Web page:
Budget cuts could lead to fewer options at Florida Virtual
Florida lawmakers have made no secret of their support for online schooling as an educational choice for the state's students.
They're even considering requiring all high school students to take at least one virtual course to qualify for a diploma.
So it's somewhat baffling to leaders of the Florida Virtual School that the Legislature is considering cuts to the school's per-student funding of 7.84 percent (in the House) or 9.95 percent (in the Senate). In combination with reductions from the past two years, that would total nearly 20 percent in cuts.
Florida Virtual does not receive local tax money or federal money such as Title I grants, which support education for students living in poverty.
"If these cuts go through for next year, it's really going to cripple the ability of Florida Virtual School to help those students," chief policy officer Holly Sagues told the Gradebook. What's more, she added, "We may have to remove courses, especially those below a certain number of students."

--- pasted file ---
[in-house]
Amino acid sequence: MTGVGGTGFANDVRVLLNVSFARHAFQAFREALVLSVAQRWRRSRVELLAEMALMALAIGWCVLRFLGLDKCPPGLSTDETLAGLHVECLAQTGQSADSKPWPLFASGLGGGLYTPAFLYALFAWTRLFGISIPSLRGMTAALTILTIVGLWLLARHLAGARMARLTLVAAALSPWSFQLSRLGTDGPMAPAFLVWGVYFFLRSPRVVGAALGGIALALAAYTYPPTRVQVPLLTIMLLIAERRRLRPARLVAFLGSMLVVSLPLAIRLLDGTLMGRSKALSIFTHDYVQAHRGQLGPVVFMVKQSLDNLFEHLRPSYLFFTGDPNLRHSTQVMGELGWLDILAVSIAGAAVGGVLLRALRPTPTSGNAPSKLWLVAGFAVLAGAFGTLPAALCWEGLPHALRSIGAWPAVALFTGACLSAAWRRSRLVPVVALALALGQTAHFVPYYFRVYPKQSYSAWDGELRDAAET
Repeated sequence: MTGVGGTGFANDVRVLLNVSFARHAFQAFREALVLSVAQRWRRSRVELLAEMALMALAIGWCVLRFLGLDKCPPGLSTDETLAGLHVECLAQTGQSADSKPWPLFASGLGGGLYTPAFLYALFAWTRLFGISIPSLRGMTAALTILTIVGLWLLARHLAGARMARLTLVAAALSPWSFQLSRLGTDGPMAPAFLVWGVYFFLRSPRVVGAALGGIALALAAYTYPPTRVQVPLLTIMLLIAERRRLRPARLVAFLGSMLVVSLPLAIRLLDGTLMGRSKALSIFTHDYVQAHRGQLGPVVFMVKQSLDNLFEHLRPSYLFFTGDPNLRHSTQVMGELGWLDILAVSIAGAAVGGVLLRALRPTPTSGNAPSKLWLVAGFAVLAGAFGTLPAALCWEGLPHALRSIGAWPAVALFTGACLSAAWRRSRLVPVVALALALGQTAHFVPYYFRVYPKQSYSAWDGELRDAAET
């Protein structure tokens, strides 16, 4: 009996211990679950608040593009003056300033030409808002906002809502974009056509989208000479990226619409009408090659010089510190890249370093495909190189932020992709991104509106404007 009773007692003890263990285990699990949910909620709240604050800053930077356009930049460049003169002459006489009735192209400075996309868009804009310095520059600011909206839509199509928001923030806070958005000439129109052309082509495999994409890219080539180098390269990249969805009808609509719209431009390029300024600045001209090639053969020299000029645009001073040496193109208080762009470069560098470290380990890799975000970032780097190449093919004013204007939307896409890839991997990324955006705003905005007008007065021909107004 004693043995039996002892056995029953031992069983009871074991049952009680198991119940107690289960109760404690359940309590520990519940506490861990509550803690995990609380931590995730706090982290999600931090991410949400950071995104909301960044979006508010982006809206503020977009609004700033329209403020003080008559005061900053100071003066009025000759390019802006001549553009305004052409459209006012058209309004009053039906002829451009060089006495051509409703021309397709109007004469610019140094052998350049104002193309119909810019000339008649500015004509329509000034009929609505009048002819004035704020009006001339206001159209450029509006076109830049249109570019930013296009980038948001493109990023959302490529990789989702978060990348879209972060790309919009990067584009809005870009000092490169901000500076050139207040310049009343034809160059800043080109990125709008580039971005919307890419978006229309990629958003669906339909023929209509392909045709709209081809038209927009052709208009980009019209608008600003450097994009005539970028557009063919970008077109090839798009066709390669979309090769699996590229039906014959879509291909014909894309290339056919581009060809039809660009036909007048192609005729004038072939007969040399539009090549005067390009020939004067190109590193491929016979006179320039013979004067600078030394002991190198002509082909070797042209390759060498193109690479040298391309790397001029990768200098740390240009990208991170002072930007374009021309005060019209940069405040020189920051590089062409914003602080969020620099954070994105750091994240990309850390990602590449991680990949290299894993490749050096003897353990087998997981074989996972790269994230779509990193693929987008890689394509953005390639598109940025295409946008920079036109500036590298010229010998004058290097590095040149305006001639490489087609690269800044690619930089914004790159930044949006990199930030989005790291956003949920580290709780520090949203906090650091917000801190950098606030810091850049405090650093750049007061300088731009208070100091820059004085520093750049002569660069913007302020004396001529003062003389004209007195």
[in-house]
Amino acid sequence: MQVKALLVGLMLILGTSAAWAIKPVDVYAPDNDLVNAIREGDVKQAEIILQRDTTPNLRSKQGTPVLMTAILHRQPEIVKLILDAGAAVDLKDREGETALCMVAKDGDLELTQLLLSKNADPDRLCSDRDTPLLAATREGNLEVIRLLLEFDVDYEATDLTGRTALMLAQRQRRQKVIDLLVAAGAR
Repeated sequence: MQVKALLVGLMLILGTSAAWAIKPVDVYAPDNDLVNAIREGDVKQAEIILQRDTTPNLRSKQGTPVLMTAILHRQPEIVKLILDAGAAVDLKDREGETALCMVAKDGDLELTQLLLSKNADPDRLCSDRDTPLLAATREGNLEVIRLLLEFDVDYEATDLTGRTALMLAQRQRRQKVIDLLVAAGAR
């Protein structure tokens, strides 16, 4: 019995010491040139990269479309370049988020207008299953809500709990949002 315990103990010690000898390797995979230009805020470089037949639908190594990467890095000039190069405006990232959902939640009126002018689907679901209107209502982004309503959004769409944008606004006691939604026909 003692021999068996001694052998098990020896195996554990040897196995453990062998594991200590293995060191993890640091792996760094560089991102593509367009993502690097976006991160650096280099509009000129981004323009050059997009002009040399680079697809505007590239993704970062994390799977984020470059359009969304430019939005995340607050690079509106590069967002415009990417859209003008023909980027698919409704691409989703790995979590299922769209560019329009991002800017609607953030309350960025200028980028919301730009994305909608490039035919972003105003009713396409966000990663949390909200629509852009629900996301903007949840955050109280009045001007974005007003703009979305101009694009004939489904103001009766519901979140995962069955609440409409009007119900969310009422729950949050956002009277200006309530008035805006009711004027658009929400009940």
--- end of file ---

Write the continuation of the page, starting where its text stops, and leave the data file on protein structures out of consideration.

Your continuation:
Smaller classes, perhaps including Advanced Placement, might disappear or find themselves increased in size, which would limit teachers' time to spend with individual students.
Adding to the injury, the Senate also has proposed to limit the length of time a student may take to complete a virtual course. Florida Virtual has prided itself on its mastery model, in which students can finish a course quickly if they understand it or take up to nine weeks past a semester to understand things if they don't get it at first.
The Senate would cap the length of a course at 20 weeks. Sagues suggested that would hurt students while possibly opening the state to the cost of paying for retakes that currently aren't necessary. She said Florida Virtual and its supporters are fighting the proposed changes.
Florida Virtual is a national model with great successes, she said. "The one big shining star in the Florida education system ... is now in a position where it may be at risk."